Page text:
And finally enter the values into a simulator: The top circuit and green color on the charts: the ideal amplifier. The middle circuit and cyan color on the charts: the Op Amp with GBW of 1 MHz. The bottom circuit and yellow color on the charts: the Op Amp with GBW of 1 MHz and with the error compensation.

## Error compensation for Type II compensation network with Op Amp

Let’s try to apply the same method to the Type II compensation network with Op Amp used in switching-mode power supplies. Consider a Type II circuit with parameters: the zero at 2 kHz, the pole at 300 kHz, the middle gain is 0 dB. Conservative calculation of the required GBW:
GBW(Hz) = M × Fpole × Gfp = 100 × 300kHz × 0.707 ≈ 21 MHz
where: M=100 is the gain margin of the Op Amp at a frequency in times; Fpole is the pole frequency in Hz; Gfp is the gain at the pole frequency in times. Christophe Basso in [4] gives another calculation:
GBW(Hz) = M × (20 Fcross) × Gfc = 20 × 20 × 5kHz × 1 ≈ 2 MHz
where: M=20 is the gain margin of the Op Amp at a frequency in times; 20 Fcross is the frequency with maximum phase boost in Hz with the factor to account the pole position; Gfc is the gain at the Fcross frequency in times. The transfer function of the circuit is:
(C1 R1 s + 1)
H(s) = − —————————————————————————————————————————————— (s Rfb1 (C1 + C2))(s C1 C2 R1 / (C1 + C2) + 1)
Add R2 in series with C2. The new transfer function is:
(1 + C1 R1 s) (1 + C2 R2 s)
H(s) = − —————————————————————————————————————————————————————— (s Rfb1 (C1 + C2)) (s C2 C1 (R2 + R1) / (C1 + C2) + 1)
Change the C2 value and find the R2 value:
1
C2' = C2 − ———————————————— 2 × π × GBW × R1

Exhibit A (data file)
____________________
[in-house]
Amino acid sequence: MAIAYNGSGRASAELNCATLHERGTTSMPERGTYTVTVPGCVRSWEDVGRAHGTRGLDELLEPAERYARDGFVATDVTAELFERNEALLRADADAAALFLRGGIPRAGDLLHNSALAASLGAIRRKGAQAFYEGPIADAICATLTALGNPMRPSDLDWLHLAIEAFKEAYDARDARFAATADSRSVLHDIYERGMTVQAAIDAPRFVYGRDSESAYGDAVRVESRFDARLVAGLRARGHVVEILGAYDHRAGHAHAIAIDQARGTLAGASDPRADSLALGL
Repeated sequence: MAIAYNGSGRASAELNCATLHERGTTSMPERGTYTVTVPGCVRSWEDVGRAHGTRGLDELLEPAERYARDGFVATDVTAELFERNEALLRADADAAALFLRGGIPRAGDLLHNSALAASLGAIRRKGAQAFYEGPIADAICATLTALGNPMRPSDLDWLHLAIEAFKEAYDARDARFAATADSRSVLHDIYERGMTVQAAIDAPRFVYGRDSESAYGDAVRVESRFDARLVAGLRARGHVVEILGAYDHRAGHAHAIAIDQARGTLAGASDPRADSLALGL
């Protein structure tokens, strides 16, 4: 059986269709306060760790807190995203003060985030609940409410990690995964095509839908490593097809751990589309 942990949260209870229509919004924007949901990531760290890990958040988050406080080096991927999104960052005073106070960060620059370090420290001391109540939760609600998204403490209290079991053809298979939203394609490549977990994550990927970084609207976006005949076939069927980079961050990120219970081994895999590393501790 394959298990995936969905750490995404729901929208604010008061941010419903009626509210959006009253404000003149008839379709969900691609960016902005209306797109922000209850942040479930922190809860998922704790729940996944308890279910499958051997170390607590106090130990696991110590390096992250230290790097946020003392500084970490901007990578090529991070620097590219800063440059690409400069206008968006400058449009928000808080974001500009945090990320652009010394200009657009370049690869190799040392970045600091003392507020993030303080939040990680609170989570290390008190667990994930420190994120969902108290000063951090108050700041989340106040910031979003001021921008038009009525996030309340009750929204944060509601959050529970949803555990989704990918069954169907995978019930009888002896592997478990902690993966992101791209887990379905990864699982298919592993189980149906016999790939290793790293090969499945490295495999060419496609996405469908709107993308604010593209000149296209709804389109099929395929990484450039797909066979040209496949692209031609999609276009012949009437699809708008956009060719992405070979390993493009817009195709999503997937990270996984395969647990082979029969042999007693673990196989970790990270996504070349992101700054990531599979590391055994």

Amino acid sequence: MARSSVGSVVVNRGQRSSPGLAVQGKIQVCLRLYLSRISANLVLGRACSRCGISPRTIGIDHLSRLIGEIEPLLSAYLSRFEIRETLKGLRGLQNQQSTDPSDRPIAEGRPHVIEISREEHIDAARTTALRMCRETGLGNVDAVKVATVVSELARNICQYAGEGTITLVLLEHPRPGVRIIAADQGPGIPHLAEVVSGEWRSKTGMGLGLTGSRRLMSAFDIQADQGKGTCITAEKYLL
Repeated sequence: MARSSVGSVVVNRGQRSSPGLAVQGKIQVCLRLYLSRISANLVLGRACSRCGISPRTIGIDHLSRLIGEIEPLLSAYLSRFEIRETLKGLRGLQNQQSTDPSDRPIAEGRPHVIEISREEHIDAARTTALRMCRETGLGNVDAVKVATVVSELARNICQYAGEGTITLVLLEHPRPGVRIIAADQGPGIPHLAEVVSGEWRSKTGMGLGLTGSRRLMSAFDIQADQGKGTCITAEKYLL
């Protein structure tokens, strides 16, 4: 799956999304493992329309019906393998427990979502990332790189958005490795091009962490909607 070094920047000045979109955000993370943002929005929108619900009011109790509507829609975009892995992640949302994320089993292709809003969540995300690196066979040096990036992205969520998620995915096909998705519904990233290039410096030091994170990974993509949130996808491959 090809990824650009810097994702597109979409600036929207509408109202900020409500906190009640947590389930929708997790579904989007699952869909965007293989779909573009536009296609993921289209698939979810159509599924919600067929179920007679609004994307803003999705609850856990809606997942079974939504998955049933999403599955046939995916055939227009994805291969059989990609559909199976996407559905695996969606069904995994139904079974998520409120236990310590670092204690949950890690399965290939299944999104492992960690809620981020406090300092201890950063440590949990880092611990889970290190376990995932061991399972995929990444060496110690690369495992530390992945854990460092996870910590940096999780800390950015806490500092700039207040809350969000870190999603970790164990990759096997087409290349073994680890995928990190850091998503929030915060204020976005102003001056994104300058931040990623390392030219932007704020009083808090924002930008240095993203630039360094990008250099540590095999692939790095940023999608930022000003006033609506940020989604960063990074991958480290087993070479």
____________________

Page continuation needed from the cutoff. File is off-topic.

1
R2 = ————————————————— 2 × π × GBW × C2'

Now try to use an Op Amp with GBW = 1 MHz in this circuit. Recalculate the circuit values using the equations above and see the result. Adjust the C2 value:
1
C2' = 56pF − —————————————————— = 40pF ≈ 39pF (E24) 2 × π × 1MHz × 10k
The R2 value:
1
R2 = ——————————————————— = 4k ≈ 3.9k (E24) 2 × π × 1MHz × 39pF
And finally enter the values into a simulator: The top circuit and green color on the charts: the ideal amplifier. The middle circuit and cyan color on the charts: the Op Amp with GBW of 1 MHz. The bottom circuit and yellow color on the charts: the Op Amp with GBW of 1 MHz and with the error compensation.

## Error compensation for Type II compensation network with Optocoupler without Fast Lane

There are 2 variants of the circuit: with an Op Amp and a shunt regulator like TL431. We will use the same parameters: the zero at 2 kHz, the pole at 300 kHz, the middle gain is 0 dB, the current transfer ratio of an optocoupler is 1. The transfer function of both circuits is (C1=Cz, R1=Rz):
CTR Rp (1 + C1 R1) s
H(s) = − —————— ————————————————————————— Rd (C1 Rfb1 s) (1 + Cp Rp s)
where CTR is the current transfer ratio of the optocoupler. Add Rc in series with Cp. The new transfer function is:
CTR Rp (1 + C1 R1 s) (1 + Cp CRc s)
H(s) = − —————— ———————————————————————————————— Rd (C1 Rfb1 s) (1 + Cp (Rp + Rc) s)
Change the C2 value and find the Rc value:
1
Cp' = Cp − ———————————————— 2 × π × GBW × Rp

1
Rc = ————————————————— 2 × π × GBW × Cp'

Try to use an Op Amp with GBW = 1 MHz in this circuit. Recalculate the circuit values using the equations above and see the result. Adjust the Cp value:
1
Cp' = 51pF − —————————————————— = 35.1pF ≈ 36pF (E24) 2 × π × 1MHz × 10k
The Rc value:
1
Rc = ——————————————————— = 4.421k ≈ 4.42k (E96) 2 × π × 1MHz × 36pF
The extra DC gain is:
CTR Rp 1 × 10k
A = —————— = ——————— = 1 Rd 10k
And finally enter the values into a simulator: The top circuit and green color on the charts: the ideal amplifier. The middle circuit and yellow color on the charts: the Op Amp with GBW of 1 MHz. The bottom circuit and cyan color on the charts: the Op Amp with GBW of 1 MHz and with the error compensation. Do not forget that a real optocoupler has a parasitic capacitance and its value should be taken into account.

## Conclusion

The described methods help to reduce the requirement to the Gain-Bandwidth of a used Op Amp and cost of circuits. For filters, they work well with commonly used quality factors below 1.

## References